by R. Elise B. Johansen
Reproductive Health, 2017 14:25 – Published: 10 February 2017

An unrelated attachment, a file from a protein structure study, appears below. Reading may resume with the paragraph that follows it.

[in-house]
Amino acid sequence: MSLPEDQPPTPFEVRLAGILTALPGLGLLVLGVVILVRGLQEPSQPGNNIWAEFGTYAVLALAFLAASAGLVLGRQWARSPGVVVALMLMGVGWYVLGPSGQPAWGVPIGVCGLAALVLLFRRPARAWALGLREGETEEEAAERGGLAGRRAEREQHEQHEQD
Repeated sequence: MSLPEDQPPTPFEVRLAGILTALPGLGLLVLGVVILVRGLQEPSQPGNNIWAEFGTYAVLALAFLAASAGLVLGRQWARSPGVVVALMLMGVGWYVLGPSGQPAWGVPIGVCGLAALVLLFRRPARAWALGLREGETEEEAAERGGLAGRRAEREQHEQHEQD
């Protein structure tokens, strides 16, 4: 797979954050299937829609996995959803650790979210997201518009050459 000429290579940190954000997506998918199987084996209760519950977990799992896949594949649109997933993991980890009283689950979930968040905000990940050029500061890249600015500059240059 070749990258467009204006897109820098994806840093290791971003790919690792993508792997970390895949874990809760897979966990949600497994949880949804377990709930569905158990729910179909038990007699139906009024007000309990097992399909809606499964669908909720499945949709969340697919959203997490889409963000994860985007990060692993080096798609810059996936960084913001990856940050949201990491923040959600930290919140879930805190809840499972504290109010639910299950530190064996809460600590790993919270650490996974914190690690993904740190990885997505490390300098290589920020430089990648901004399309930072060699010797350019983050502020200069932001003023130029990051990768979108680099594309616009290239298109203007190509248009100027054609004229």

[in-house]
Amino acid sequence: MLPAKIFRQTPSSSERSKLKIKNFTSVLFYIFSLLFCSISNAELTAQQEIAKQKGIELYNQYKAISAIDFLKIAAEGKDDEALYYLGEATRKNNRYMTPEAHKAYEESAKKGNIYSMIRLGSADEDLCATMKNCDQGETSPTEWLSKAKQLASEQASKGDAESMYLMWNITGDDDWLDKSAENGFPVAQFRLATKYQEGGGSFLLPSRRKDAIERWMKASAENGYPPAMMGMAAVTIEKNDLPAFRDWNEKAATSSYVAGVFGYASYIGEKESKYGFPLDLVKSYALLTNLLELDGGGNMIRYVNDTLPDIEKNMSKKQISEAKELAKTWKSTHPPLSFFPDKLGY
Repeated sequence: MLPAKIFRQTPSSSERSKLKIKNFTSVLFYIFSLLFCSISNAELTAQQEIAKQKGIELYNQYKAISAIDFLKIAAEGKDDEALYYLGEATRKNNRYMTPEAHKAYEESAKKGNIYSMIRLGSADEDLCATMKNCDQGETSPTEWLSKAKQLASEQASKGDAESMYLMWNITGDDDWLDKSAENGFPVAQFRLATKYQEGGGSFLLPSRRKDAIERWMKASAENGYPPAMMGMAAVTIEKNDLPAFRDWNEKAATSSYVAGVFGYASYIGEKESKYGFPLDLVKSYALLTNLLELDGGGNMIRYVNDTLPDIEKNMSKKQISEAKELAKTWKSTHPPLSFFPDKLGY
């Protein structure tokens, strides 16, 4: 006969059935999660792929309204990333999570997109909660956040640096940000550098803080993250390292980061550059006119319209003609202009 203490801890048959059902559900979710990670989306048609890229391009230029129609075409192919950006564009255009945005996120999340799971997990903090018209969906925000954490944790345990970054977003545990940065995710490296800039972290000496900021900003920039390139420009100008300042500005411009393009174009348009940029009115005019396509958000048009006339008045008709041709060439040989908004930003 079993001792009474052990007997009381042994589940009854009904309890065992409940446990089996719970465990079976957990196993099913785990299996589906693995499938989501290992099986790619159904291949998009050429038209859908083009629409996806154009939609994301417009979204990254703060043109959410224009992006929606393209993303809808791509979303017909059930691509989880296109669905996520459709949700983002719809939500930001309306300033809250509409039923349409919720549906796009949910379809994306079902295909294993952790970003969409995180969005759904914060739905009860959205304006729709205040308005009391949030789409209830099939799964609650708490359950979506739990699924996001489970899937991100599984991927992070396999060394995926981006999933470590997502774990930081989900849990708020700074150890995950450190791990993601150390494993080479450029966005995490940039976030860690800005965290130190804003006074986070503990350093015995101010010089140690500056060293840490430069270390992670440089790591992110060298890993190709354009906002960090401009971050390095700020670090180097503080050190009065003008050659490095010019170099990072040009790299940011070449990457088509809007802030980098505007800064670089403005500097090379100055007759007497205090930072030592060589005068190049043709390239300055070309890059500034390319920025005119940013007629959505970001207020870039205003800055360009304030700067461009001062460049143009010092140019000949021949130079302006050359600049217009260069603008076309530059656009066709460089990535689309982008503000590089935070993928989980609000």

The most pervasive form of female genital mutilation/cutting – infibulation – involves the almost complete closure of the vaginal orifice by cutting and closing the labia to create a skin seal. A small opening remains for the passage of urine and menstrual blood. This physical closure has to be re-opened – defibulated – later in life. When they marry, a partial opening is made to enable sexual intercourse. The husband commonly uses his penis to create this opening. In some settings, a circumciser or traditional midwife opens the infibulated scar with a knife or razor blade. Later, during childbirth, a further opening is necessary to make room for the child’s passage. In Norway, public health services provide surgical defibulation, which is less risky and painful than traditional forms of defibulation. This paper explores the perceptions and experiences of surgical defibulation among migrants in Norway and investigates whether surgical defibulation is an accepted medicalization of a traditional procedure or instead challenges the cultural underpinnings of infibulation.